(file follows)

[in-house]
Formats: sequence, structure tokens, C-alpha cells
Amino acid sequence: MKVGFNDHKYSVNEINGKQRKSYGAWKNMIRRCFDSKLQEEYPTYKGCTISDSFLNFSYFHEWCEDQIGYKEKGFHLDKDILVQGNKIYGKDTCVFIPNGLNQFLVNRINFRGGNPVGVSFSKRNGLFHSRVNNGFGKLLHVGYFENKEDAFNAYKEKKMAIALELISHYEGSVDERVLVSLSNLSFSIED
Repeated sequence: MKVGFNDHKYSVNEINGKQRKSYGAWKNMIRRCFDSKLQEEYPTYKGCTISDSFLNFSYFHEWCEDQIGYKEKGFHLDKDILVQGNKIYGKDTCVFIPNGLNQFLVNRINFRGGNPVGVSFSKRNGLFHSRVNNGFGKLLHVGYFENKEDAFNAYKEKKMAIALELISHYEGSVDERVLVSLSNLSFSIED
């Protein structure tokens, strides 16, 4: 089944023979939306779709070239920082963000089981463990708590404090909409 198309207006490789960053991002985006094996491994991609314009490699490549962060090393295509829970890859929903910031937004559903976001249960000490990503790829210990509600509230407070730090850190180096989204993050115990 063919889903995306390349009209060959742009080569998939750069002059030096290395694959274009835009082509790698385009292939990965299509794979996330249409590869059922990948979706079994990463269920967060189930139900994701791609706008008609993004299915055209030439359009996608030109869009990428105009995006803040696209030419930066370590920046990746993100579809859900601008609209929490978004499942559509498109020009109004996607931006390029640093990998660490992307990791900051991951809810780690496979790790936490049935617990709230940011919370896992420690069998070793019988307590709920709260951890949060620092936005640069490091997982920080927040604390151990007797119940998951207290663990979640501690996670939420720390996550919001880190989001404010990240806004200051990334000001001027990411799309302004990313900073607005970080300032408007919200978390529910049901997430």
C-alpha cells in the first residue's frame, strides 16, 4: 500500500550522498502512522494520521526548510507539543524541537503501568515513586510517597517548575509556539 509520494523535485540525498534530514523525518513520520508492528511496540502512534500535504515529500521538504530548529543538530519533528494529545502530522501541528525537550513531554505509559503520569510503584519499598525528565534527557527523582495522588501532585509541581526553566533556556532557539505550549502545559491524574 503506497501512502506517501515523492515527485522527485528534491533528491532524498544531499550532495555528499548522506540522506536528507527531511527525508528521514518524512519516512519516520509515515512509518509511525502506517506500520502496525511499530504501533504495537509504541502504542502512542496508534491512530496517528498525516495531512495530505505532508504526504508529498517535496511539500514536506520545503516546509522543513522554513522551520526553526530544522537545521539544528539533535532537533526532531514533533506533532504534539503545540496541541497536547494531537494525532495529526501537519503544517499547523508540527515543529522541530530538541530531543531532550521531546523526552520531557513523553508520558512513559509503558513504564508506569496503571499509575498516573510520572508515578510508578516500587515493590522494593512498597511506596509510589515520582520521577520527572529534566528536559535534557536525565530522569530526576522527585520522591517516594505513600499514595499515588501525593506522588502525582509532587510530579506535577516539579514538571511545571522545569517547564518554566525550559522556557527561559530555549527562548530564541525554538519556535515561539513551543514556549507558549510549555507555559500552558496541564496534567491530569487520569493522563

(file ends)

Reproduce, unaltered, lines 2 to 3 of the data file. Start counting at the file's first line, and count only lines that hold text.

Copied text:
Formats: sequence, structure tokens, C-alpha cells
Amino acid sequence: MKVGFNDHKYSVNEINGKQRKSYGAWKNMIRRCFDSKLQEEYPTYKGCTISDSFLNFSYFHEWCEDQIGYKEKGFHLDKDILVQGNKIYGKDTCVFIPNGLNQFLVNRINFRGGNPVGVSFSKRNGLFHSRVNNGFGKLLHVGYFENKEDAFNAYKEKKMAIALELISHYEGSVDERVLVSLSNLSFSIED